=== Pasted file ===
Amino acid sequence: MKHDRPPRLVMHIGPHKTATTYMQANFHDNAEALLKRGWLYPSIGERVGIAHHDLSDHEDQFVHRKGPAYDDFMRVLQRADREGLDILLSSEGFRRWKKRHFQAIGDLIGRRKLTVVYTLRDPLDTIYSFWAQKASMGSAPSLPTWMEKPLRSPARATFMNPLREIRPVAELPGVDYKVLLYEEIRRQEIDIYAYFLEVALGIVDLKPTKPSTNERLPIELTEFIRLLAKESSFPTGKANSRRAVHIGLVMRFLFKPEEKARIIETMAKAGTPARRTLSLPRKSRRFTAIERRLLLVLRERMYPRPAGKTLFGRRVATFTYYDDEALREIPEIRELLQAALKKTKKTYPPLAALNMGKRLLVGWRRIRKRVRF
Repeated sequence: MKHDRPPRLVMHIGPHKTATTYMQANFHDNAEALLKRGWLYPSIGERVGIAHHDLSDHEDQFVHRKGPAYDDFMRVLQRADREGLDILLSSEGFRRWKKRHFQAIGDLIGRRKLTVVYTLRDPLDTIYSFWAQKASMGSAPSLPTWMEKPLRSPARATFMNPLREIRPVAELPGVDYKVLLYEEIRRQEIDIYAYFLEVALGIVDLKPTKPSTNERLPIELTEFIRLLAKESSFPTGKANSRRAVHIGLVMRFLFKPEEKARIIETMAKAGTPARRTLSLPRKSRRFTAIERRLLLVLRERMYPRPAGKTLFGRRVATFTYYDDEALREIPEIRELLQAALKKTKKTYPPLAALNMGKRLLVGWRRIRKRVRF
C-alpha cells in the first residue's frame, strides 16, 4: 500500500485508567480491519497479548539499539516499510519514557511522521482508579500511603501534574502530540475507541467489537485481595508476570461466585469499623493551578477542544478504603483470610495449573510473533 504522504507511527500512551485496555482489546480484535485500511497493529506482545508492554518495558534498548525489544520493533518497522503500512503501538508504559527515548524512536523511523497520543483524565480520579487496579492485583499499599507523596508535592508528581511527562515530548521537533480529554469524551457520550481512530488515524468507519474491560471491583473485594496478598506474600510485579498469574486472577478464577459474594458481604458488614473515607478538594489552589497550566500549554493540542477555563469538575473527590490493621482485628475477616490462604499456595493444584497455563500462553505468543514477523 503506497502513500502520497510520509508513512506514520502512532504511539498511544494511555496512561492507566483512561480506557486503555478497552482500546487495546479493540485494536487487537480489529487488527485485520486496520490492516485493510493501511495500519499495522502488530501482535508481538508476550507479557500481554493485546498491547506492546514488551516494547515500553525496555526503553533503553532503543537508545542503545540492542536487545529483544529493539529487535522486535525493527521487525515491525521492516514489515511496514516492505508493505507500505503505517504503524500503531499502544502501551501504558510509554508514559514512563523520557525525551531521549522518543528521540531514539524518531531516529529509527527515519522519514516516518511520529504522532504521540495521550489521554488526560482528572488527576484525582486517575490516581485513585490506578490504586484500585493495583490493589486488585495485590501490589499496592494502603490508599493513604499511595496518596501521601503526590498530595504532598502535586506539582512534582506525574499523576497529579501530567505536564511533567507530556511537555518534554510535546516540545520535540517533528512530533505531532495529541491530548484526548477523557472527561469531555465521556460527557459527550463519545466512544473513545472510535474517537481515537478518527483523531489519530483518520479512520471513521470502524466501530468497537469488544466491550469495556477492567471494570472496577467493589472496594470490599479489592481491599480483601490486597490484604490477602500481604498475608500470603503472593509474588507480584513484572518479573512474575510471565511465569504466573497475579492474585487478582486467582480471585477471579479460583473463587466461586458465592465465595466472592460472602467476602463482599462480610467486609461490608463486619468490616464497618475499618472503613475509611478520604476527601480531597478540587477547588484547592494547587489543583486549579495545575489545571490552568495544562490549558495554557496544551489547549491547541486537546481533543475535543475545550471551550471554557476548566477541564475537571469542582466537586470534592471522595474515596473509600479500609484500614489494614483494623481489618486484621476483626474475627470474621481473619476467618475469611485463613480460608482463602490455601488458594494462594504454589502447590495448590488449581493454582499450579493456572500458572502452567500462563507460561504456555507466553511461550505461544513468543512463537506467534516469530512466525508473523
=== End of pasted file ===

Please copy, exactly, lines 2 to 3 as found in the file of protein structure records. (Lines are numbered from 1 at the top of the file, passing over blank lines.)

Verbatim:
Repeated sequence: MKHDRPPRLVMHIGPHKTATTYMQANFHDNAEALLKRGWLYPSIGERVGIAHHDLSDHEDQFVHRKGPAYDDFMRVLQRADREGLDILLSSEGFRRWKKRHFQAIGDLIGRRKLTVVYTLRDPLDTIYSFWAQKASMGSAPSLPTWMEKPLRSPARATFMNPLREIRPVAELPGVDYKVLLYEEIRRQEIDIYAYFLEVALGIVDLKPTKPSTNERLPIELTEFIRLLAKESSFPTGKANSRRAVHIGLVMRFLFKPEEKARIIETMAKAGTPARRTLSLPRKSRRFTAIERRLLLVLRERMYPRPAGKTLFGRRVATFTYYDDEALREIPEIRELLQAALKKTKKTYPPLAALNMGKRLLVGWRRIRKRVRF
C-alpha cells in the first residue's frame, strides 16, 4: 500500500485508567480491519497479548539499539516499510519514557511522521482508579500511603501534574502530540475507541467489537485481595508476570461466585469499623493551578477542544478504603483470610495449573510473533 504522504507511527500512551485496555482489546480484535485500511497493529506482545508492554518495558534498548525489544520493533518497522503500512503501538508504559527515548524512536523511523497520543483524565480520579487496579492485583499499599507523596508535592508528581511527562515530548521537533480529554469524551457520550481512530488515524468507519474491560471491583473485594496478598506474600510485579498469574486472577478464577459474594458481604458488614473515607478538594489552589497550566500549554493540542477555563469538575473527590490493621482485628475477616490462604499456595493444584497455563500462553505468543514477523 503506497502513500502520497510520509508513512506514520502512532504511539498511544494511555496512561492507566483512561480506557486503555478497552482500546487495546479493540485494536487487537480489529487488527485485520486496520490492516485493510493501511495500519499495522502488530501482535508481538508476550507479557500481554493485546498491547506492546514488551516494547515500553525496555526503553533503553532503543537508545542503545540492542536487545529483544529493539529487535522486535525493527521487525515491525521492516514489515511496514516492505508493505507500505503505517504503524500503531499502544502501551501504558510509554508514559514512563523520557525525551531521549522518543528521540531514539524518531531516529529509527527515519522519514516516518511520529504522532504521540495521550489521554488526560482528572488527576484525582486517575490516581485513585490506578490504586484500585493495583490493589486488585495485590501490589499496592494502603490508599493513604499511595496518596501521601503526590498530595504532598502535586506539582512534582506525574499523576497529579501530567505536564511533567507530556511537555518534554510535546516540545520535540517533528512530533505531532495529541491530548484526548477523557472527561469531555465521556460527557459527550463519545466512544473513545472510535474517537481515537478518527483523531489519530483518520479512520471513521470502524466501530468497537469488544466491550469495556477492567471494570472496577467493589472496594470490599479489592481491599480483601490486597490484604490477602500481604498475608500470603503472593509474588507480584513484572518479573512474575510471565511465569504466573497475579492474585487478582486467582480471585477471579479460583473463587466461586458465592465465595466472592460472602467476602463482599462480610467486609461490608463486619468490616464497618475499618472503613475509611478520604476527601480531597478540587477547588484547592494547587489543583486549579495545575489545571490552568495544562490549558495554557496544551489547549491547541486537546481533543475535543475545550471551550471554557476548566477541564475537571469542582466537586470534592471522595474515596473509600479500609484500614489494614483494623481489618486484621476483626474475627470474621481473619476467618475469611485463613480460608482463602490455601488458594494462594504454589502447590495448590488449581493454582499450579493456572500458572502452567500462563507460561504456555507466553511461550505461544513468543512463537506467534516469530512466525508473523